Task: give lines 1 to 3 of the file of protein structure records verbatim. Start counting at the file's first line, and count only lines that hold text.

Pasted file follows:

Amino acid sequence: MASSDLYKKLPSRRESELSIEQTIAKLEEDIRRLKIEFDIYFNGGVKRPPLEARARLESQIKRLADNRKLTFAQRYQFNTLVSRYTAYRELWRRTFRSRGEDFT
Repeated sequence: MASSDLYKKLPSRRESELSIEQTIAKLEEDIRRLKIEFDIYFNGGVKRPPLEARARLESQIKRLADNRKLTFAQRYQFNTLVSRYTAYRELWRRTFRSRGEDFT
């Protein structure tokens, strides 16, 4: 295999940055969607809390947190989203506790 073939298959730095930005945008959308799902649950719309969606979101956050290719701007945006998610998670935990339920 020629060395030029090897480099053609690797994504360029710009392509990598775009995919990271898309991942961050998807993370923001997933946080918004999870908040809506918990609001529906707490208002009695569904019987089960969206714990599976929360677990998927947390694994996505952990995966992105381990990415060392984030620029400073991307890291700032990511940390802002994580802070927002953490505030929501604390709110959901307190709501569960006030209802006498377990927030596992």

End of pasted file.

Amino acid sequence: MASSDLYKKLPSRRESELSIEQTIAKLEEDIRRLKIEFDIYFNGGVKRPPLEARARLESQIKRLADNRKLTFAQRYQFNTLVSRYTAYRELWRRTFRSRGEDFT
Repeated sequence: MASSDLYKKLPSRRESELSIEQTIAKLEEDIRRLKIEFDIYFNGGVKRPPLEARARLESQIKRLADNRKLTFAQRYQFNTLVSRYTAYRELWRRTFRSRGEDFT
């Protein structure tokens, strides 16, 4: 295999940055969607809390947190989203506790 073939298959730095930005945008959308799902649950719309969606979101956050290719701007945006998610998670935990339920 020629060395030029090897480099053609690797994504360029710009392509990598775009995919990271898309991942961050998807993370923001997933946080918004999870908040809506918990609001529906707490208002009695569904019987089960969206714990599976929360677990998927947390694994996505952990995966992105381990990415060392984030620029400073991307890291700032990511940390802002994580802070927002953490505030929501604390709110959901307190709501569960006030209802006498377990927030596992």